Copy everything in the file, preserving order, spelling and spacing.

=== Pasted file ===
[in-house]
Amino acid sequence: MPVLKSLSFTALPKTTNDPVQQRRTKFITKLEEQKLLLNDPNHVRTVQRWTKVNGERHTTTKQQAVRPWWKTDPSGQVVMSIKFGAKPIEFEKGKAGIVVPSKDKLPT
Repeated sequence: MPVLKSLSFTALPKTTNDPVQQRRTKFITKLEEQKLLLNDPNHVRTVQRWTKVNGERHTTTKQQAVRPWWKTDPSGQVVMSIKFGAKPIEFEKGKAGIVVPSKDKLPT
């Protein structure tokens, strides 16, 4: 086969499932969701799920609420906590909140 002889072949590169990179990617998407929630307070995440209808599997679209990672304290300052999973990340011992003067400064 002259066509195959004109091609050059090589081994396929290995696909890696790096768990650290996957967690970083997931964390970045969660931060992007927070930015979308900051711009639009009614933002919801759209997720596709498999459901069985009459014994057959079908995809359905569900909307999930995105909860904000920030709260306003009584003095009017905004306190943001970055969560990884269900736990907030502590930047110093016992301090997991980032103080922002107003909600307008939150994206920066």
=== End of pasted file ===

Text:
[in-house]
Amino acid sequence: MPVLKSLSFTALPKTTNDPVQQRRTKFITKLEEQKLLLNDPNHVRTVQRWTKVNGERHTTTKQQAVRPWWKTDPSGQVVMSIKFGAKPIEFEKGKAGIVVPSKDKLPT
Repeated sequence: MPVLKSLSFTALPKTTNDPVQQRRTKFITKLEEQKLLLNDPNHVRTVQRWTKVNGERHTTTKQQAVRPWWKTDPSGQVVMSIKFGAKPIEFEKGKAGIVVPSKDKLPT
């Protein structure tokens, strides 16, 4: 086969499932969701799920609420906590909140 002889072949590169990179990617998407929630307070995440209808599997679209990672304290300052999973990340011992003067400064 002259066509195959004109091609050059090589081994396929290995696909890696790096768990650290996957967690970083997931964390970045969660931060992007927070930015979308900051711009639009009614933002919801759209997720596709498999459901069985009459014994057959079908995809359905569900909307999930995105909860904000920030709260306003009584003095009017905004306190943001970055969560990884269900736990907030502590930047110093016992301090997991980032103080922002107003909600307008939150994206920066």